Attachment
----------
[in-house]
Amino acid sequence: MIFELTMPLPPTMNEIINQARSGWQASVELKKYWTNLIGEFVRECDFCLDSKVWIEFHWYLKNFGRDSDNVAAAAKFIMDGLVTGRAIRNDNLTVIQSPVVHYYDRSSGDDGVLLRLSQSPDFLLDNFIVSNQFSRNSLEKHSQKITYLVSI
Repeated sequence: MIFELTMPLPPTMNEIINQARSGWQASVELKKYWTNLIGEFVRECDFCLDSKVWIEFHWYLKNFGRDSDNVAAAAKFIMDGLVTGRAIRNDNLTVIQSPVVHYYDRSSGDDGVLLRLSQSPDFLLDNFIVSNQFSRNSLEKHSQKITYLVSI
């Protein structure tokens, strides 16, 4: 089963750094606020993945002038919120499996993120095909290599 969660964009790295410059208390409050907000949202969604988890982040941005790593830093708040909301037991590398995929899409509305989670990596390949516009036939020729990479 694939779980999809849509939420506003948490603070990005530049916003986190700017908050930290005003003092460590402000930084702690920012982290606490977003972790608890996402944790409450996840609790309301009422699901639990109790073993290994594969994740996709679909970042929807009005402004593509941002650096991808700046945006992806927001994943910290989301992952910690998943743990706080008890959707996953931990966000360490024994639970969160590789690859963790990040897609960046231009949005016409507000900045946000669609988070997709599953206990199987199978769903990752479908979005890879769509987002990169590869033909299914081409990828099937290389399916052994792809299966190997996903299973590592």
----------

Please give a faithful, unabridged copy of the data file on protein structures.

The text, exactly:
[in-house]
Amino acid sequence: MIFELTMPLPPTMNEIINQARSGWQASVELKKYWTNLIGEFVRECDFCLDSKVWIEFHWYLKNFGRDSDNVAAAAKFIMDGLVTGRAIRNDNLTVIQSPVVHYYDRSSGDDGVLLRLSQSPDFLLDNFIVSNQFSRNSLEKHSQKITYLVSI
Repeated sequence: MIFELTMPLPPTMNEIINQARSGWQASVELKKYWTNLIGEFVRECDFCLDSKVWIEFHWYLKNFGRDSDNVAAAAKFIMDGLVTGRAIRNDNLTVIQSPVVHYYDRSSGDDGVLLRLSQSPDFLLDNFIVSNQFSRNSLEKHSQKITYLVSI
């Protein structure tokens, strides 16, 4: 089963750094606020993945002038919120499996993120095909290599 969660964009790295410059208390409050907000949202969604988890982040941005790593830093708040909301037991590398995929899409509305989670990596390949516009036939020729990479 694939779980999809849509939420506003948490603070990005530049916003986190700017908050930290005003003092460590402000930084702690920012982290606490977003972790608890996402944790409450996840609790309301009422699901639990109790073993290994594969994740996709679909970042929807009005402004593509941002650096991808700046945006992806927001994943910290989301992952910690998943743990706080008890959707996953931990966000360490024994639970969160590789690859963790990040897609960046231009949005016409507000900045946000669609988070997709599953206990199987199978769903990752479908979005890879769509987002990169590869033909299914081409990828099937290389399916052994792809299966190997996903299973590592």